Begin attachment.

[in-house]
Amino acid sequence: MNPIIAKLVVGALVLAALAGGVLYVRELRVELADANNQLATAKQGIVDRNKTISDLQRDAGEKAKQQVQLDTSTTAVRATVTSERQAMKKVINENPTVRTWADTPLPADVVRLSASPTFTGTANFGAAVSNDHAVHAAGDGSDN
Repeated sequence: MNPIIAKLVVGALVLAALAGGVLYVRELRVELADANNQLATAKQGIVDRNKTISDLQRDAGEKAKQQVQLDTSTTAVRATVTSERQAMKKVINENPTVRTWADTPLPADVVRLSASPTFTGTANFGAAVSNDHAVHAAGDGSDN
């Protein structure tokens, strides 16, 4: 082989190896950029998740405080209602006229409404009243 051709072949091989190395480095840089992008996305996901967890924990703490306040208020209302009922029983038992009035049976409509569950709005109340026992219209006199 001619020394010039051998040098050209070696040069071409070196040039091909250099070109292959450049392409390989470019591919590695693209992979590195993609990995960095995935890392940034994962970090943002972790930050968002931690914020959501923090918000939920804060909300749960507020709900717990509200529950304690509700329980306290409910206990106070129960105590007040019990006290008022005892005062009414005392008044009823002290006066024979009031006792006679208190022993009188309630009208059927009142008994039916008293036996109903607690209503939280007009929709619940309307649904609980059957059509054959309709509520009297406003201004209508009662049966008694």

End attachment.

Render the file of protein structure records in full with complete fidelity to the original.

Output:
[in-house]
Amino acid sequence: MNPIIAKLVVGALVLAALAGGVLYVRELRVELADANNQLATAKQGIVDRNKTISDLQRDAGEKAKQQVQLDTSTTAVRATVTSERQAMKKVINENPTVRTWADTPLPADVVRLSASPTFTGTANFGAAVSNDHAVHAAGDGSDN
Repeated sequence: MNPIIAKLVVGALVLAALAGGVLYVRELRVELADANNQLATAKQGIVDRNKTISDLQRDAGEKAKQQVQLDTSTTAVRATVTSERQAMKKVINENPTVRTWADTPLPADVVRLSASPTFTGTANFGAAVSNDHAVHAAGDGSDN
């Protein structure tokens, strides 16, 4: 082989190896950029998740405080209602006229409404009243 051709072949091989190395480095840089992008996305996901967890924990703490306040208020209302009922029983038992009035049976409509569950709005109340026992219209006199 001619020394010039051998040098050209070696040069071409070196040039091909250099070109292959450049392409390989470019591919590695693209992979590195993609990995960095995935890392940034994962970090943002972790930050968002931690914020959501923090918000939920804060909300749960507020709900717990509200529950304690509700329980306290409910206990106070129960105590007040019990006290008022005892005062009414005392008044009823002290006066024979009031006792006679208190022993009188309630009208059927009142008994039916008293036996109903607690209503939280007009929709619940309307649904609980059957059509054959309709509520009297406003201004209508009662049966008694």